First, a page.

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Number of Miners Believed Trapped in Chinese Coal Mine Rises to 57


Chinese authorities say the number of coal miners trapped underground by flood waters in Shanxi province has risen to 57.

China's state-run media say a senior Chinese official blames Thursday's accident on "excessive and illegal" production by the coal mine's management.

China's Xinhua News Agency quotes the director of China's Work Safety Administration, Li Yizhong, as saying the miners were working in a coal seam beyond the mine's approved limits when the flood occurred. He also said the mine in Zuoyun county was producing far above its approved capacity.

The Chinese official also said the management of the mine was so poor that it was not clear how many miners were missing after the flood.

Nine managers of the Xinjing coal mine were detained after they initially claimed that only five miners were missing. The head of the mine remains at large.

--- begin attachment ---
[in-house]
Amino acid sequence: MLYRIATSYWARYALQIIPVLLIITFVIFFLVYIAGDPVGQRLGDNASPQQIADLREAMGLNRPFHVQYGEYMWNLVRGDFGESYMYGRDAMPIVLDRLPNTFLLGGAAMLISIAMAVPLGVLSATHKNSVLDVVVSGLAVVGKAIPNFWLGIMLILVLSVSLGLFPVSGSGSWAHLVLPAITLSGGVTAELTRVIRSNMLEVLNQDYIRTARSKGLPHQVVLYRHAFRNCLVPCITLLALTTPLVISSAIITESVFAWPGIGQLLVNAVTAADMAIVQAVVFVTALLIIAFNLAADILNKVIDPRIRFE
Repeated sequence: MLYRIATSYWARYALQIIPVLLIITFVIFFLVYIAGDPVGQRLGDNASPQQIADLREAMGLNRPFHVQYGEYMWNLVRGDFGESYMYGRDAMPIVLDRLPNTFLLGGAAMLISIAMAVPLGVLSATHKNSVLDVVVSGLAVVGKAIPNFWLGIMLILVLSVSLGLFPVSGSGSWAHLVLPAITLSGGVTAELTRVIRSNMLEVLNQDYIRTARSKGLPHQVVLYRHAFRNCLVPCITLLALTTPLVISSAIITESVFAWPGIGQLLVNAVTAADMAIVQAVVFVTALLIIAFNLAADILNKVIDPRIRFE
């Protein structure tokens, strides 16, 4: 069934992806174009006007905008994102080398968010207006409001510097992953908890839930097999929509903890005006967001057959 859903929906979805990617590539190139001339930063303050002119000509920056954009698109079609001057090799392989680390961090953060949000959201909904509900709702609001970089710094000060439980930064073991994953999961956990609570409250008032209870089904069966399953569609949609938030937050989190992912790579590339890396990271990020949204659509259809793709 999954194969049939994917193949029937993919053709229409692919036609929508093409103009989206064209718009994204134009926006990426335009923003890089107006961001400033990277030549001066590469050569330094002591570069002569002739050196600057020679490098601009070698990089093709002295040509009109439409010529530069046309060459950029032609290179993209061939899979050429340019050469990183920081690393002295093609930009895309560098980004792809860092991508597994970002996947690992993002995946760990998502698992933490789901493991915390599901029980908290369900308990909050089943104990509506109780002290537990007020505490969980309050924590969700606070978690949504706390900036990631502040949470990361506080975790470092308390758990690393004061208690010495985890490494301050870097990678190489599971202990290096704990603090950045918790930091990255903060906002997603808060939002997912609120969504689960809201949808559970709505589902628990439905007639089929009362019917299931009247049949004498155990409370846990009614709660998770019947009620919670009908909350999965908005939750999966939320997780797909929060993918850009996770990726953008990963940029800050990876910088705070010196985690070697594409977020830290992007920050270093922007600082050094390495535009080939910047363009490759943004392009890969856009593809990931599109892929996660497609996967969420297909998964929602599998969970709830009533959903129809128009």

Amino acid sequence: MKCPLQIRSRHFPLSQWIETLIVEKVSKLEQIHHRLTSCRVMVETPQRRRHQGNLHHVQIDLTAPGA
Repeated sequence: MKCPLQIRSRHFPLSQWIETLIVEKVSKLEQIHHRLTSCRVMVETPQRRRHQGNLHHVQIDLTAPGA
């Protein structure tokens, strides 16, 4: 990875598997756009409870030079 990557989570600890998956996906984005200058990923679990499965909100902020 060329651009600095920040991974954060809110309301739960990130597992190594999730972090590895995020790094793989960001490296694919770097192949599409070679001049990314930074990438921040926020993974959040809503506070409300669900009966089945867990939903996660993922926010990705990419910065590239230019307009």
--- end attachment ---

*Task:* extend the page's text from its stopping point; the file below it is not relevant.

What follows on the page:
Chinese state media also reported that managers tried to send relatives of the trapped miners to nearby Inner Mongolia to keep them from talking to the media or rioting.

About 100 miners managed to escape the flood.

China's mines are the most dangerous in the world, and officials have repeatedly pledged to crack down on negligent mine operators. Almost 6,000 Chinese miners were killed in accidents across the country last year.

Some information for this report was provided by AP and Reuters.
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